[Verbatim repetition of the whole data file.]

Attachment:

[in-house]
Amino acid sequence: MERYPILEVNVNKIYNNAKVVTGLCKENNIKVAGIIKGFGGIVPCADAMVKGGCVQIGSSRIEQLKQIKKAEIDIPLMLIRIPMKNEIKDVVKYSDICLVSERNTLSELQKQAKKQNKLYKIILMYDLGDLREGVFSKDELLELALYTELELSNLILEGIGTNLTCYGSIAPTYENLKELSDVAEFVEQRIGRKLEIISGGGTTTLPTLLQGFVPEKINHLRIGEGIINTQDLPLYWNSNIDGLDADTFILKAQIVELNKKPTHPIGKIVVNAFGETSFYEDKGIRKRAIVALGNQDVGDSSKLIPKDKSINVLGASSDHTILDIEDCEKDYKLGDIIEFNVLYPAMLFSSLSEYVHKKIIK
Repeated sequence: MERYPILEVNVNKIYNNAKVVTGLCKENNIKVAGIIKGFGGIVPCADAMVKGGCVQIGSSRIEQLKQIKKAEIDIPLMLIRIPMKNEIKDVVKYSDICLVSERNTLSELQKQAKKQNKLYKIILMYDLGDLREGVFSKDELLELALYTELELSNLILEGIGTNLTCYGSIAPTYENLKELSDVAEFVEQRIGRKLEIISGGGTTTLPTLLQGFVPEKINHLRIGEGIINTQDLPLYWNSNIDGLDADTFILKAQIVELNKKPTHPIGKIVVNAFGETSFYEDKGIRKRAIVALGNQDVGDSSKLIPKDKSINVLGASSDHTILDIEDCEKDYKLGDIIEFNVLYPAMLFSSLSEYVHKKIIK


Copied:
[in-house]
Amino acid sequence: MERYPILEVNVNKIYNNAKVVTGLCKENNIKVAGIIKGFGGIVPCADAMVKGGCVQIGSSRIEQLKQIKKAEIDIPLMLIRIPMKNEIKDVVKYSDICLVSERNTLSELQKQAKKQNKLYKIILMYDLGDLREGVFSKDELLELALYTELELSNLILEGIGTNLTCYGSIAPTYENLKELSDVAEFVEQRIGRKLEIISGGGTTTLPTLLQGFVPEKINHLRIGEGIINTQDLPLYWNSNIDGLDADTFILKAQIVELNKKPTHPIGKIVVNAFGETSFYEDKGIRKRAIVALGNQDVGDSSKLIPKDKSINVLGASSDHTILDIEDCEKDYKLGDIIEFNVLYPAMLFSSLSEYVHKKIIK
Repeated sequence: MERYPILEVNVNKIYNNAKVVTGLCKENNIKVAGIIKGFGGIVPCADAMVKGGCVQIGSSRIEQLKQIKKAEIDIPLMLIRIPMKNEIKDVVKYSDICLVSERNTLSELQKQAKKQNKLYKIILMYDLGDLREGVFSKDELLELALYTELELSNLILEGIGTNLTCYGSIAPTYENLKELSDVAEFVEQRIGRKLEIISGGGTTTLPTLLQGFVPEKINHLRIGEGIINTQDLPLYWNSNIDGLDADTFILKAQIVELNKKPTHPIGKIVVNAFGETSFYEDKGIRKRAIVALGNQDVGDSSKLIPKDKSINVLGASSDHTILDIEDCEKDYKLGDIIEFNVLYPAMLFSSLSEYVHKKIIK